The environmental engineer who blew the whistle on the methane gas emitted by the Irish Glass Bottle (IGB) site in the Dublin docklands said it remains a mystery why investors paid out €412m for the heavily polluted site that was used as a dump for Dublin waste.
Malcom Doak, who formerly worked as an inspector at the Environmental Protection Agency, said that the current cut-price €60m valuation put on the IGB site by the Dublin Docklands Development Authority (DDDA) takes no account of the huge cost of monitoring and capping continuing emissions at the site.
A number of Davy Stockbrokers staff are on the list of over 40 investors who invested €62.5m to fund Bernard McNamara's share of the development at the site. McNamara, who last week admitted that he was broke and owes banks €1.5bn, owns the site with the DDDA and Derek Quinlan.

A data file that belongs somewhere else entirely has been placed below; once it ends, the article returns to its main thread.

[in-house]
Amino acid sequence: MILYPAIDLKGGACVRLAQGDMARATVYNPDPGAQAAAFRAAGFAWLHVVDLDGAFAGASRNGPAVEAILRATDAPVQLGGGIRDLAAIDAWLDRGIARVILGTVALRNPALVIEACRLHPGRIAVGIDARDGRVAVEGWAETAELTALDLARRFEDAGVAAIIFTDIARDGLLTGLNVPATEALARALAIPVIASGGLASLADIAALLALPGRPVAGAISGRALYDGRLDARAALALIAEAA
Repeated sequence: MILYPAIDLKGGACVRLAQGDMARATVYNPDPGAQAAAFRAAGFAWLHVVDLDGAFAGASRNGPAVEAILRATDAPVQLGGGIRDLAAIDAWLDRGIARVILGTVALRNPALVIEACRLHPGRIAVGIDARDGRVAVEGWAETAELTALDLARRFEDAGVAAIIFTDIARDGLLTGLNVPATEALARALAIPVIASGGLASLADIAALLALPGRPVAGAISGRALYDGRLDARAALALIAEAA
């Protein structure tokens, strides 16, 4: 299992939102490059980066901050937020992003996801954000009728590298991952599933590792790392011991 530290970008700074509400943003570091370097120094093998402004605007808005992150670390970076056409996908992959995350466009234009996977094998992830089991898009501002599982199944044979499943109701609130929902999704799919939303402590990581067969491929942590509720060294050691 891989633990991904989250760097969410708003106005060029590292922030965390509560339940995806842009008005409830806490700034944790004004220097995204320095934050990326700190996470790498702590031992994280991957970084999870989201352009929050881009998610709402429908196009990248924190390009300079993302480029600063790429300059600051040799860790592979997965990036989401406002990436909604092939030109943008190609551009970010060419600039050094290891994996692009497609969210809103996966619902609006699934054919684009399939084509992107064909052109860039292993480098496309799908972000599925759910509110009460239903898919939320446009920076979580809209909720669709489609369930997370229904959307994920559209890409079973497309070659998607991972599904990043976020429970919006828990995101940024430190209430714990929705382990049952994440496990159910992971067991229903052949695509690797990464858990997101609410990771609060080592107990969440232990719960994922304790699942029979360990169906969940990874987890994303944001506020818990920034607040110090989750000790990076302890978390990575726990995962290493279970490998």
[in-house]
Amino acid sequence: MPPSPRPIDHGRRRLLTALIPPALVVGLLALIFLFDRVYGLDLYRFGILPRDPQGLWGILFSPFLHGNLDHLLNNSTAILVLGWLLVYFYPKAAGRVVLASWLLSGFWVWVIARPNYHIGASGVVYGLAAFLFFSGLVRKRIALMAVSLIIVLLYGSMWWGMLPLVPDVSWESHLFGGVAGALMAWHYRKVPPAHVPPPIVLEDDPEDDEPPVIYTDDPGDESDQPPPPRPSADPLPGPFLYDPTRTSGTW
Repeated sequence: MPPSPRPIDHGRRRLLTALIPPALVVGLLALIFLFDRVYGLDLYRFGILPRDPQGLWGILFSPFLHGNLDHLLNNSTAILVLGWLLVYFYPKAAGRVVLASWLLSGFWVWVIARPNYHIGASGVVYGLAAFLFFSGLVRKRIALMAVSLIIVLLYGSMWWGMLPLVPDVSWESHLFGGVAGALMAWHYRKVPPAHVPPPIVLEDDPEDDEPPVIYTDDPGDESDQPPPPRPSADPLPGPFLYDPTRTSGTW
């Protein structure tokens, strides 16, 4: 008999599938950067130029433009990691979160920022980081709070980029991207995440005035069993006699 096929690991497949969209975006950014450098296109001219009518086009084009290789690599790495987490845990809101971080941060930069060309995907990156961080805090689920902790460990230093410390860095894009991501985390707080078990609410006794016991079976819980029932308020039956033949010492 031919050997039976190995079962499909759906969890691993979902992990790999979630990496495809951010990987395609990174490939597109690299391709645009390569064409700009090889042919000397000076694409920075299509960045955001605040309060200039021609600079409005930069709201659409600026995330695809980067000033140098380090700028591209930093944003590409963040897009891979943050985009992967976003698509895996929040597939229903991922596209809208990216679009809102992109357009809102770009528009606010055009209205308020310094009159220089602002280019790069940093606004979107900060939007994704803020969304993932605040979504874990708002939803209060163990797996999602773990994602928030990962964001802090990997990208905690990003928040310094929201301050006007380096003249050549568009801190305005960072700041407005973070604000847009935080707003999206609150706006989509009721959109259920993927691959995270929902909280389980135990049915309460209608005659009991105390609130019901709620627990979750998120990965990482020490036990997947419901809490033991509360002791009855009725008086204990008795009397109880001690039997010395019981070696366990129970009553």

It also emerged last week that Davy clients had separately lost €120m investing in Barry O’Callaghan’s education publishing empire in the US.
Davy is owned by 50 to 100 of its staff who bought it from Bank of Ireland for €300m at the height of the boom.
It is understood that its leading shareholders, including Brian McKiernan, David Smith and Tony Garry, hold between 4% and 9% of the company.
But sources close to Davy said its reputation had not been damaged by the losses and that the big high-profile cases were unwinding. Sources said Davy recognised the losses for its clients by writing down the value of their investments at an early stage.
The broker continues to make money and paid staff annual bonuses in recent weeks and has no problems in meeting its debt repayments to Anglo, market sources said.
Many senior investment experts in Dublin predict that the next big wave of disputes to reach the courts will be from small one-off developers or investors, whose loans for under €5m will not transfer into Nama.